by Paul Edmon, November 20, 2019
Currently in the realm of computer science there is no hotter topic than Artificial Intelligence (AI) and Machine Learning (ML). However as this slide deck from Professor Arvind Narayanan at Princeton notes there is also a lot of snake oil going around too. Thus an understanding of AI is important in our current day and age.
The most important thing to know about AI is that it is not actually intelligent. AI is a marketing term, and while machines appear to be learning they really are not. Instead AI is simply, to put it crassly, a very sophisticated best fit line generator. Essentially it takes data which may or may not be actually related and generates empirical best fits.
As it turns out this works well for a lot of things. After all much of science and engineering is based on empirical best fits that we know work but we do not know why, or alternately we know why things are related but the physics is so complicated that an empirical best fit is much easier to generate. Empirical best fits work well for a host of things that are complicated but have general trends they follow.
However there is a great danger in this as well. After all just because you can drive a best fit line through something or generate a correlation does not mean they are actually related or causal. The classic example is the correlation between Number of Pirates and Global Warming. In more classical logical fallacy terms they include the fallacies of cum hoc ergo propter hoc, post hoc ergo propter hoc, and is-ought fallacy.
Even beyond these logical fallacies is the fact that even if things are correlated and are in fact related, the causal chain may not be obvious. Humans are good at deriving narratives from our own internal best fit line generator (i.e. daily experiences, worldview, and stereotypes). AI gives the veneer of objectivity and thus allows us to drive our own narratives through the data. This is dangerous as these false narratives greatly simplify a very complex system in ways that are not true. Human narratives, experiences, worldviews, and stereotypes are exceedingly useful for explaining and understanding the world around us. However they have great power to also distort perception, generate false conclusions, and lead to dangerous unwanted consequences.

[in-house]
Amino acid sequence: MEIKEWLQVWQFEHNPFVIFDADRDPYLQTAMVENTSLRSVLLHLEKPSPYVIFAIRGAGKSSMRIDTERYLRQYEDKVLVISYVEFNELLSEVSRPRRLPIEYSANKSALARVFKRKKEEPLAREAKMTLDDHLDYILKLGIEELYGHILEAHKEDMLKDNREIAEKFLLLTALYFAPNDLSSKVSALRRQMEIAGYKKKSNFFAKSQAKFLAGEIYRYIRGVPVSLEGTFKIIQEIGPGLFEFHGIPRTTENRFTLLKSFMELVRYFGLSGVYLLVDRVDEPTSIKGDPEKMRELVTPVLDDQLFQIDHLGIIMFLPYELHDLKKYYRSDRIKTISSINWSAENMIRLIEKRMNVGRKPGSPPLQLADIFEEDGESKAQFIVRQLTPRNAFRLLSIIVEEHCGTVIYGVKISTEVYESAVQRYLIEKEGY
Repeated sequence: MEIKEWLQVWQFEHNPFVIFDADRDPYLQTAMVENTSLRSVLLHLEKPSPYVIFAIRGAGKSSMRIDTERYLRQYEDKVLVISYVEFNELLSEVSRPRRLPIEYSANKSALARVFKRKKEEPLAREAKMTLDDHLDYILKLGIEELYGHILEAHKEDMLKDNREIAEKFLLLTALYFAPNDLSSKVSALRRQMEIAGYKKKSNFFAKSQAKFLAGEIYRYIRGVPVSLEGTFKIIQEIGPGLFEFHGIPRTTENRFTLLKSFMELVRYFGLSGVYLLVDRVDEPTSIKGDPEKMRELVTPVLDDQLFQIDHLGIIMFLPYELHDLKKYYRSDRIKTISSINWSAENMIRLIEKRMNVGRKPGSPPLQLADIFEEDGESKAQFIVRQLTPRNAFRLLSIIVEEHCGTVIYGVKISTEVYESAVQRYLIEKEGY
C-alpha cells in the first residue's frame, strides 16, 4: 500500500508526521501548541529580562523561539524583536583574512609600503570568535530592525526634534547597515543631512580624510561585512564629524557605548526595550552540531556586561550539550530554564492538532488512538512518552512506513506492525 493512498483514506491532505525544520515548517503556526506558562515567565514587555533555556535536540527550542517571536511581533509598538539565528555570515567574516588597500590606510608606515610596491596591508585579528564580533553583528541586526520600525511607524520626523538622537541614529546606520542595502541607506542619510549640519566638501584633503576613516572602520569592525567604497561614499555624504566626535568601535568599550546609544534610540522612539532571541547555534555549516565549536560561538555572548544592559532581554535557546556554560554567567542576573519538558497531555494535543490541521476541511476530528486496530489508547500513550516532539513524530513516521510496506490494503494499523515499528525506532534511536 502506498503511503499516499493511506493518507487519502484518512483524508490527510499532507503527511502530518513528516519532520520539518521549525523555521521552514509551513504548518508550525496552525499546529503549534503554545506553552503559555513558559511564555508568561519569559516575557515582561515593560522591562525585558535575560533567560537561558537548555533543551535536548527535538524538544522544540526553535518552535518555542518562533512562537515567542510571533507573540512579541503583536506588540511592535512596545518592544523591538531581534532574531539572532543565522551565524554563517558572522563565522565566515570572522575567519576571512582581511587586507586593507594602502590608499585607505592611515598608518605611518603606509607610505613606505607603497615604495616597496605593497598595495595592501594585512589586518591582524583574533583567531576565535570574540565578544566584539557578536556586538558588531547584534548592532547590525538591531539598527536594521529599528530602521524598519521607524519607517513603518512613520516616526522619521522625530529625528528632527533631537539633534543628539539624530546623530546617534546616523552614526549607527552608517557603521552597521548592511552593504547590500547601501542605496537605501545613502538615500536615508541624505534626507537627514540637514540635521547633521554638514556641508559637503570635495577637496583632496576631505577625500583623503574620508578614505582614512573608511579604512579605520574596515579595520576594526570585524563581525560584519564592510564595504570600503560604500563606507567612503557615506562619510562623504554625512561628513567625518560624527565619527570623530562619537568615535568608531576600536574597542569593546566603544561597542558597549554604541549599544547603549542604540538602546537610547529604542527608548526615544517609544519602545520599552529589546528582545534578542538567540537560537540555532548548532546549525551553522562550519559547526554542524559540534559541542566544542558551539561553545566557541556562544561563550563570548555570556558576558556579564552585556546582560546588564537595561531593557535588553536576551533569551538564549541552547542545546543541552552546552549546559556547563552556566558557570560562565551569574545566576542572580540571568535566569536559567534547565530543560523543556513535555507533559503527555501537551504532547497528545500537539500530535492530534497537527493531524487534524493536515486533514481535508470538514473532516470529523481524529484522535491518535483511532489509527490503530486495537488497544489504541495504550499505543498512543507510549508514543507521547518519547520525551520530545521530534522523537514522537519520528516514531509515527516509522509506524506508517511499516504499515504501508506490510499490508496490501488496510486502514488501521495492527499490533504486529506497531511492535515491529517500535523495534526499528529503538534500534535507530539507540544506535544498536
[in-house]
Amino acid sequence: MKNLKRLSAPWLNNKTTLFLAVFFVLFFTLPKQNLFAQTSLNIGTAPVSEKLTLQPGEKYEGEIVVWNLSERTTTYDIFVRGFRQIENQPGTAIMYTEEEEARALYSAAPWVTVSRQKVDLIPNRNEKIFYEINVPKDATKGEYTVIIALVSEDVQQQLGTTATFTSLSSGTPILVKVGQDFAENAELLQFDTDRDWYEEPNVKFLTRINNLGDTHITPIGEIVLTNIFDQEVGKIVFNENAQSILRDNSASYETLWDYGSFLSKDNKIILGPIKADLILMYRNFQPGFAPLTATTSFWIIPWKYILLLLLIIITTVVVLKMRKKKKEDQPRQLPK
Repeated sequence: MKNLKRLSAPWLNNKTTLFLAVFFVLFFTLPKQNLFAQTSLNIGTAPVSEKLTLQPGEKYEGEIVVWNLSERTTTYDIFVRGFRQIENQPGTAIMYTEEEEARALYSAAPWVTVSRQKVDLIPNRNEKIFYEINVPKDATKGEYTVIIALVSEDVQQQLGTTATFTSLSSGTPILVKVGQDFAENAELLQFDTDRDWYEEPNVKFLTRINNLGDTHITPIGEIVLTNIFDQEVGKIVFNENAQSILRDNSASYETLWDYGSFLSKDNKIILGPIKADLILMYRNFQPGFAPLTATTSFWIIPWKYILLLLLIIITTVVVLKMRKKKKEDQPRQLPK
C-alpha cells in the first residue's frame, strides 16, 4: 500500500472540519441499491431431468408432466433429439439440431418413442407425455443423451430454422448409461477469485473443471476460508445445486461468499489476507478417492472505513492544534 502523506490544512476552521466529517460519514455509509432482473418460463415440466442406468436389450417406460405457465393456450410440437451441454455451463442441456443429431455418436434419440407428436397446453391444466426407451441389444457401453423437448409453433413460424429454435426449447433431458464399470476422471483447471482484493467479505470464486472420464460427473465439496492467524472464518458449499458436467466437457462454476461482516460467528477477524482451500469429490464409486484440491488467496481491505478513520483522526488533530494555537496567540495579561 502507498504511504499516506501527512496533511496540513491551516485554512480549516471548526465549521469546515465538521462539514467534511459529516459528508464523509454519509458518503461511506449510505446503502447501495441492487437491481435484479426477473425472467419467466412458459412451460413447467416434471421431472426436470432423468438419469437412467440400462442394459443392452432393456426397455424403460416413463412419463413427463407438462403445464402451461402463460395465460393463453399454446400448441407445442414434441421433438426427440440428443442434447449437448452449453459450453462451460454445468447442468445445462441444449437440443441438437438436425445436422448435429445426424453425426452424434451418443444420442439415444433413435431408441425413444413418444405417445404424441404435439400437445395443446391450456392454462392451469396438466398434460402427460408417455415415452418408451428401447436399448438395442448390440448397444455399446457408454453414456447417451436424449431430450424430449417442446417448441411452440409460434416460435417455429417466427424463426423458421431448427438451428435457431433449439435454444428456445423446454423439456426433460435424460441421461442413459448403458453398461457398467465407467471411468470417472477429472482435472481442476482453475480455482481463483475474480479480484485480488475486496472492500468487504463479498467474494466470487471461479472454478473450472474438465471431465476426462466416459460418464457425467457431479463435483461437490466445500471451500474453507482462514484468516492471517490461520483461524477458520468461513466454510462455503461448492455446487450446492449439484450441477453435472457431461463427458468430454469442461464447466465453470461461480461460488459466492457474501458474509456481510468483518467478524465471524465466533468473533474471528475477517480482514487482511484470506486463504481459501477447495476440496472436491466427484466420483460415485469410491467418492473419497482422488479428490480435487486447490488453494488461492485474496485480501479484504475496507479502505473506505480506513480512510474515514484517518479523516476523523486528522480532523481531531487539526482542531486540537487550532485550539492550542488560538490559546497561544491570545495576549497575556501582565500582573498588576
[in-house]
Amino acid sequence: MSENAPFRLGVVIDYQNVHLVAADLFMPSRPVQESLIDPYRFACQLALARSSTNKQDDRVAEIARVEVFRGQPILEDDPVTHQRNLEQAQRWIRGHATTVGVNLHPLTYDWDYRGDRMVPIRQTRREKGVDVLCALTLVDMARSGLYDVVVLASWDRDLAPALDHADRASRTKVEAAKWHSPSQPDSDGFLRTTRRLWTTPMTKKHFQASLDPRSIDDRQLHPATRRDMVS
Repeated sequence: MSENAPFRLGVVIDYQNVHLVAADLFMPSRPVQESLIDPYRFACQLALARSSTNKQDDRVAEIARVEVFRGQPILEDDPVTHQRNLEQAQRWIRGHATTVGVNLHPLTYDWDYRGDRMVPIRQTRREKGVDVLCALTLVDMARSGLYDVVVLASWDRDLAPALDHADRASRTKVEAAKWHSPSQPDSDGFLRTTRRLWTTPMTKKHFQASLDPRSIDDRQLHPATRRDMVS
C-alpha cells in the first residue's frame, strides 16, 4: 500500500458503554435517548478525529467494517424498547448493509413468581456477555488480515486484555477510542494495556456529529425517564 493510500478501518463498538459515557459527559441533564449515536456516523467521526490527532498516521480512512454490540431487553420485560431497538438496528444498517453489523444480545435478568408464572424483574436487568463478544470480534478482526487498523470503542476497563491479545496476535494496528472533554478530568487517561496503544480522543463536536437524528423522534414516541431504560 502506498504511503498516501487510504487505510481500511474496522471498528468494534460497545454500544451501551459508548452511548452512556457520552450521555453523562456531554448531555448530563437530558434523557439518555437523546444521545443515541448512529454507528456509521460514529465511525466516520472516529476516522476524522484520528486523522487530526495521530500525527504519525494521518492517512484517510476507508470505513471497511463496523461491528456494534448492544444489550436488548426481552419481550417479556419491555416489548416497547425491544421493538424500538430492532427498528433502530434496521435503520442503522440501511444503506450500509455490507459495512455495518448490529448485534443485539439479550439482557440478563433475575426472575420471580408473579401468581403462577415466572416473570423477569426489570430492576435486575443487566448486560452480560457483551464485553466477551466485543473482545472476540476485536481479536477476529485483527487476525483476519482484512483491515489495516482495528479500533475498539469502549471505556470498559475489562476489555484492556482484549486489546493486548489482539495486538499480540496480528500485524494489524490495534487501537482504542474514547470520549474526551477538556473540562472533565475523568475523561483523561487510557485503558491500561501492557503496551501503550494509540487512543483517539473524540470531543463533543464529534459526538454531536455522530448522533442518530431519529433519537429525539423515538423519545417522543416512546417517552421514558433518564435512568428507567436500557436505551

In the end AI, similar to any computer algorithm or system, is only as good and accurate as the person writing and using them. Beyond that even if all the logic is solid and sure, logical systems are critically dependent on their assumptions. Thus even if your logic is correct you can arrive at the wrong answer because your basic assumptions were wrong. With AI even more so as the data used to train AI algorithms needs to be carefully curated by skilled data scientists.
As with everything, skepticism should be the first step. If it sounds too good to be true, it likely is. If a result confirms your biases be sure to double check the solution, as the result may be false. AI is a powerful tool to be sure, but it is simply a tool that can be used or abused.